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11th, June 2020


It's probably fair to say that the most enjoyable part of decorating your home is browsing showrooms and picking out the big marquee features that will help set you apart from all of your friends and neighbours. Before you can do that, though, you need to get your decor on point - and although tiles can take a little longer to install, they almost always look better than bare walls and floors. With this in mind, here are some of our top tiling tips.

Space dynamics

Tiles can be used in spaces of all sizes, but it's important to understand how different layouts and colours can affect the feel of your room - especially when it comes to small bathrooms or kitchens that are already jam-packed with essential appliances.

As a general rule, the smaller your room is the smaller your tiles should be. So if you are looking to spruce up, say for example, a smaller, downstairs bathroom, you should consider a sporadic mosaic pattern instead of going for the larger format tiles.

Those bigger square-style tiles should be reserved for big open-plan kitchens or bathrooms - otherwise they will only serve to amplify how small the space is and at the same time detract from other design features.


Partially tiled walls

 It is said that in interior design you should always go big or go home, but if budget is an issue then you can always earmark small sections of your walls to be tiled and leave the remainder bare.

This is particularly effective in cloakroom bathrooms as bare walls can help to create the illusion of a bigger space, but at the same time the space won't be totally bereft of a personal touch and a little colour.


Floor patterns

 When it comes to patterns, particularly on floors (but this applies to walls too) remember there's no rule that says you have to have completely square tiles perfectly side by side. This is your home - not a hospital.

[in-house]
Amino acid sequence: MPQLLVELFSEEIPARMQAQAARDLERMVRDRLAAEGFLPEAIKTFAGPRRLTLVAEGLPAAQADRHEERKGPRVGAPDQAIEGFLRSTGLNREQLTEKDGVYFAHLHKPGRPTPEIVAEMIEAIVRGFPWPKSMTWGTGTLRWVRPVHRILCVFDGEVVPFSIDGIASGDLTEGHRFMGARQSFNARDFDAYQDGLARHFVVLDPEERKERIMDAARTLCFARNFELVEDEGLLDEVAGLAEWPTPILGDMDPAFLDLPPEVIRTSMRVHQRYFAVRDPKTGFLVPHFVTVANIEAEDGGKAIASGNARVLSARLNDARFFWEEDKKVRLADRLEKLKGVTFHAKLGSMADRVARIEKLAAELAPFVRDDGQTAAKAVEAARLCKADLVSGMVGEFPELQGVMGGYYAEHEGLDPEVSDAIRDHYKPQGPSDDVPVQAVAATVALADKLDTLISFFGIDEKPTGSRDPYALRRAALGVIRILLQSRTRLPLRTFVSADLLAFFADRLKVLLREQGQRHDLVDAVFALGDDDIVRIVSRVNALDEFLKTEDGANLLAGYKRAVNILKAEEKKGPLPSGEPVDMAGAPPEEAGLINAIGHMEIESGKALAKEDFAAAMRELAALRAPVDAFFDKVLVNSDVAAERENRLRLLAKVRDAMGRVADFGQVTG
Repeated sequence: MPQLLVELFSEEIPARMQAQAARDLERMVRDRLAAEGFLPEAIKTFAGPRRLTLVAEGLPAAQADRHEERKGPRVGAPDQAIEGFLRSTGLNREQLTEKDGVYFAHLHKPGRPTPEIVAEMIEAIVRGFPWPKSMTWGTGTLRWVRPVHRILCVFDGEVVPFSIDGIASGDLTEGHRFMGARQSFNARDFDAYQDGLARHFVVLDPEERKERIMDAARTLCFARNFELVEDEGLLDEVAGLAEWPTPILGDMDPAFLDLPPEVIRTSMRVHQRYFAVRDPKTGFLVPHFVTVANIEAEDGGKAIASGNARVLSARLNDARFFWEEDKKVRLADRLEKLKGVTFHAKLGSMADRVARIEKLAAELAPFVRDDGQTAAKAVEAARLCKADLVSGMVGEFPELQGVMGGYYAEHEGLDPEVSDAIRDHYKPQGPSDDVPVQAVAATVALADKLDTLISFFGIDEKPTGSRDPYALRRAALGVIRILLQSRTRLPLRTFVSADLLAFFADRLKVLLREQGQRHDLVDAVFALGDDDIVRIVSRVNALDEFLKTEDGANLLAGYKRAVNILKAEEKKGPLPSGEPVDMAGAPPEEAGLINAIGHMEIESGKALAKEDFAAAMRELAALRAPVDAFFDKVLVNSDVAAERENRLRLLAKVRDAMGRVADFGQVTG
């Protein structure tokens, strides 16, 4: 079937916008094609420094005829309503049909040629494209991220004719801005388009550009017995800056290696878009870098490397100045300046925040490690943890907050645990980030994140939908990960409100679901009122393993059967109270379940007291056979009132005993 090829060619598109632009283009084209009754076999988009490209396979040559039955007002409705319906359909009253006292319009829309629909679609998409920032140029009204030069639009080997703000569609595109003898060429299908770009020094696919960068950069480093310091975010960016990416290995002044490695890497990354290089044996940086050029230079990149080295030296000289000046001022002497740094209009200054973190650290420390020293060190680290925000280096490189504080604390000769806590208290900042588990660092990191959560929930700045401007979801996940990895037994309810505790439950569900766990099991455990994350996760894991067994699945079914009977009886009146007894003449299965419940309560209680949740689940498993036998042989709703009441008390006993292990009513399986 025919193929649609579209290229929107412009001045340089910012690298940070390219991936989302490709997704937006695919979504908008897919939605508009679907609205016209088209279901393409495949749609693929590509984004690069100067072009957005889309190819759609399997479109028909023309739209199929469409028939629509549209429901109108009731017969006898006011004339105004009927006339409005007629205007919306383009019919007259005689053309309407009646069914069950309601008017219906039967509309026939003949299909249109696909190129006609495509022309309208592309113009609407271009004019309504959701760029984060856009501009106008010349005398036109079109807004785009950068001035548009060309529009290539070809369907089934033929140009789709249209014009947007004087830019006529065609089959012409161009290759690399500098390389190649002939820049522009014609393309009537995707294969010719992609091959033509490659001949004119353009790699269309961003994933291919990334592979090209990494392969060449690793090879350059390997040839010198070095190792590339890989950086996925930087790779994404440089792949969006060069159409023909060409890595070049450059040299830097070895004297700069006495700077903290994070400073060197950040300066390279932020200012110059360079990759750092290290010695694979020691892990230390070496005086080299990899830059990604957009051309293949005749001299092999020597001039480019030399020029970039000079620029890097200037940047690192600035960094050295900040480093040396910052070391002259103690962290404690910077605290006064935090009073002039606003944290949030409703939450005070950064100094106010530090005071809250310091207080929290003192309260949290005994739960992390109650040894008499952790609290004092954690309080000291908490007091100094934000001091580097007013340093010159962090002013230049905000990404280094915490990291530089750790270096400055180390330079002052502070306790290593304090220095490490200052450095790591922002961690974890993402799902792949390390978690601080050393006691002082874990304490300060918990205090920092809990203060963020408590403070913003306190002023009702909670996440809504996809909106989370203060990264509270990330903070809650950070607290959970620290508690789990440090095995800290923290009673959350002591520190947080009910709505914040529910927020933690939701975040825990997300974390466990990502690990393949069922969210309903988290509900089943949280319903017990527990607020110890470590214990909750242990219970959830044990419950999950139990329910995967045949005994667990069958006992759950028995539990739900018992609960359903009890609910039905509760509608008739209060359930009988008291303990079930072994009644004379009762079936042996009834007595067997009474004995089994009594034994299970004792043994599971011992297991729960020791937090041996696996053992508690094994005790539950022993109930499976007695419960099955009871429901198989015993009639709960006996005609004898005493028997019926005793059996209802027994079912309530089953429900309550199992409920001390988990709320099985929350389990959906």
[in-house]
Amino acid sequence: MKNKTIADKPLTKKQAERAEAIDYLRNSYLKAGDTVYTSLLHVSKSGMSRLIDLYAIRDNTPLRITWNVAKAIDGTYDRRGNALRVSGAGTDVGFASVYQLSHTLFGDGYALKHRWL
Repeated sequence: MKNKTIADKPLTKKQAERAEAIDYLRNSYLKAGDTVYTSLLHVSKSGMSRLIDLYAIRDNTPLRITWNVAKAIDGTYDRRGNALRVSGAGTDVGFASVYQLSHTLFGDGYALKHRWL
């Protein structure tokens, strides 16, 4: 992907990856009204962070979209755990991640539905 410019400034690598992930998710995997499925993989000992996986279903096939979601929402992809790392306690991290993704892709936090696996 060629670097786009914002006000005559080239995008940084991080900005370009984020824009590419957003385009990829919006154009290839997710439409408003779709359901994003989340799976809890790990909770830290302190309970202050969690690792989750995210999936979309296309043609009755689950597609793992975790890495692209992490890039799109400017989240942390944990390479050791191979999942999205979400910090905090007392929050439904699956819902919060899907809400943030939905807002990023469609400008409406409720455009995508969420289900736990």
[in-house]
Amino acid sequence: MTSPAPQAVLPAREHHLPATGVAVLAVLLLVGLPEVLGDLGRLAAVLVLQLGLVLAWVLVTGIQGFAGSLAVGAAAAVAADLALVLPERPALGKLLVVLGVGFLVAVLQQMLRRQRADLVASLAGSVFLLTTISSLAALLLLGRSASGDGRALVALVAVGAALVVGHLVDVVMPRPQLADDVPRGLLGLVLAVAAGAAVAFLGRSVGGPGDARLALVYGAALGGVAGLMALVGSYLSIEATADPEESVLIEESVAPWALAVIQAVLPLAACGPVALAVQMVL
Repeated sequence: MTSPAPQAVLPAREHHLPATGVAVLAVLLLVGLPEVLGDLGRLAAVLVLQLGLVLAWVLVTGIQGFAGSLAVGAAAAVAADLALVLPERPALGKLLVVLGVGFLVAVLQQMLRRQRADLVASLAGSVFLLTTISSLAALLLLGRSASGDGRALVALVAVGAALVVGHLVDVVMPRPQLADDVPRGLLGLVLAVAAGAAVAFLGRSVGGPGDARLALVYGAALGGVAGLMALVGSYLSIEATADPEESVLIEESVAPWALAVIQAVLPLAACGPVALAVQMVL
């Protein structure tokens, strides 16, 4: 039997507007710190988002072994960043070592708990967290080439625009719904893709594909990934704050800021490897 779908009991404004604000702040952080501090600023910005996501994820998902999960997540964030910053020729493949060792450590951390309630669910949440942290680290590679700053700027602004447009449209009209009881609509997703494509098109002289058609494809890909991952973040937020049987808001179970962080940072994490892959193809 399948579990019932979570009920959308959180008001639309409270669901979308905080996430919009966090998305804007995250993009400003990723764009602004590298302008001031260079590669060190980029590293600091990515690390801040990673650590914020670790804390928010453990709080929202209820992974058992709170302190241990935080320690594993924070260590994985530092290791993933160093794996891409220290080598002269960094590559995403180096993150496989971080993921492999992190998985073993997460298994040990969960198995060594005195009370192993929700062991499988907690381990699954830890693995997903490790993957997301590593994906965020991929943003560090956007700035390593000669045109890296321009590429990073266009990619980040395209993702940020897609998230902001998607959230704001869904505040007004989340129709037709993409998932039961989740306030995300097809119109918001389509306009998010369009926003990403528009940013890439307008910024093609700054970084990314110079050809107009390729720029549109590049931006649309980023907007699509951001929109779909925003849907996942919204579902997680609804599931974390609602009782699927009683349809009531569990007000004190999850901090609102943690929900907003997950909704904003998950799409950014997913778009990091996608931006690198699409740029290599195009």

Staggered or mismatched tiles a little bit harder to install, admittedly, but they can also be much easier on the eye, particularly if used in tandem with an effective but understated colour scheme (black and white is always a winner for bathrooms, but don't be afraid to experiment with light blue and green shades as well).


Slip-proof finishes

 Practicality must always be in the back (or perhaps front, depending on your circumstances) of one's mind when designing the interior decor of a home, and perhaps no more so than when it comes to the bathroom floor.

Put simply, the tiles you install in your bathroom can't be chosen on the basis of their aesthetics alone - they also need to have plenty of grip for your slippery feet.

That means you should favour matt finishes rather than the glossy ones you often find on bathroom walls. Admittedly this doesn't always look the best - and it is a little harder to clean - but safety should always come first.



Smoother tiles are always going to be easier to clean, so if the prospect of spending hours on your hands and knees scrubbing limestone then perhaps you should think about going for something a little more glossy.

Ceramic and porcelain tiles are always very easy to scrub down and they tend not to stain very easily, although the scratches they sustain will be more noticeable than with stone tiles - so you could end up having to pay a little extra in the long run fitting replacements.